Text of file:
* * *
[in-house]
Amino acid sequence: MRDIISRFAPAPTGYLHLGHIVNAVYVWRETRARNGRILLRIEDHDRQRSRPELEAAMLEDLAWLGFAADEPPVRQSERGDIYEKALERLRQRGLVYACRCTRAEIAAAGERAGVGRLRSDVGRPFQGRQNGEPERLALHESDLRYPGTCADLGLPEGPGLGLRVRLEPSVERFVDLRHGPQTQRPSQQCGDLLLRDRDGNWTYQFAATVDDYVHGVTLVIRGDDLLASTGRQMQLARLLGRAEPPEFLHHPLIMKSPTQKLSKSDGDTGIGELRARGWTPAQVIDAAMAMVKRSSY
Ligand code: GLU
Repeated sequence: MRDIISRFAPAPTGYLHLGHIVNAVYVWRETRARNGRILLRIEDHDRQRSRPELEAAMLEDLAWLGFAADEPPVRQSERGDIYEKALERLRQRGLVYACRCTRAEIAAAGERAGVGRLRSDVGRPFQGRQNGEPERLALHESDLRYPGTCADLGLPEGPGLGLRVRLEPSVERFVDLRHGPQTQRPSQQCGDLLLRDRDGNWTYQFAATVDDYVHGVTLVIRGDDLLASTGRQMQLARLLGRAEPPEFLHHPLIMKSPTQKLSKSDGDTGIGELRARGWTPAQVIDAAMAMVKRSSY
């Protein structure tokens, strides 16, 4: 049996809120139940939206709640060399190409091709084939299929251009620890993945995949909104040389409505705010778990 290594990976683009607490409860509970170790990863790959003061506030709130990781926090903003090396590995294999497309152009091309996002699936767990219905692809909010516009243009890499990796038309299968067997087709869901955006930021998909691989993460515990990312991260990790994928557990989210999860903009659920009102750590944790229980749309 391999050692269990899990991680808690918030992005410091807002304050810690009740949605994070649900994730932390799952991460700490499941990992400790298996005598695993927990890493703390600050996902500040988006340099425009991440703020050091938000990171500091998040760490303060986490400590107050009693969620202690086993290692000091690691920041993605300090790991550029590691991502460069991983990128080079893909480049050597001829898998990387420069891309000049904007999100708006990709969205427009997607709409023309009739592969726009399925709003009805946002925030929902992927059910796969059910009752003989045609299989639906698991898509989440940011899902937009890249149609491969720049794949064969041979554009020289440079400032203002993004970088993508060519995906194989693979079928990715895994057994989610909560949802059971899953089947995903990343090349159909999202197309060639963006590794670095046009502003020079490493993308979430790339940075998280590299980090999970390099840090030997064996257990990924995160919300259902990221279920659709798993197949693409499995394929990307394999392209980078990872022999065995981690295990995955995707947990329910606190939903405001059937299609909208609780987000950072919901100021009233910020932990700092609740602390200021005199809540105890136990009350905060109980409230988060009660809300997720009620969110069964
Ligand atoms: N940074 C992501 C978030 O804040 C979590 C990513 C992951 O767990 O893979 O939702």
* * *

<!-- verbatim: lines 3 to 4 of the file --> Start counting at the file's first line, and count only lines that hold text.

Ligand code: GLU
Repeated sequence: MRDIISRFAPAPTGYLHLGHIVNAVYVWRETRARNGRILLRIEDHDRQRSRPELEAAMLEDLAWLGFAADEPPVRQSERGDIYEKALERLRQRGLVYACRCTRAEIAAAGERAGVGRLRSDVGRPFQGRQNGEPERLALHESDLRYPGTCADLGLPEGPGLGLRVRLEPSVERFVDLRHGPQTQRPSQQCGDLLLRDRDGNWTYQFAATVDDYVHGVTLVIRGDDLLASTGRQMQLARLLGRAEPPEFLHHPLIMKSPTQKLSKSDGDTGIGELRARGWTPAQVIDAAMAMVKRSSY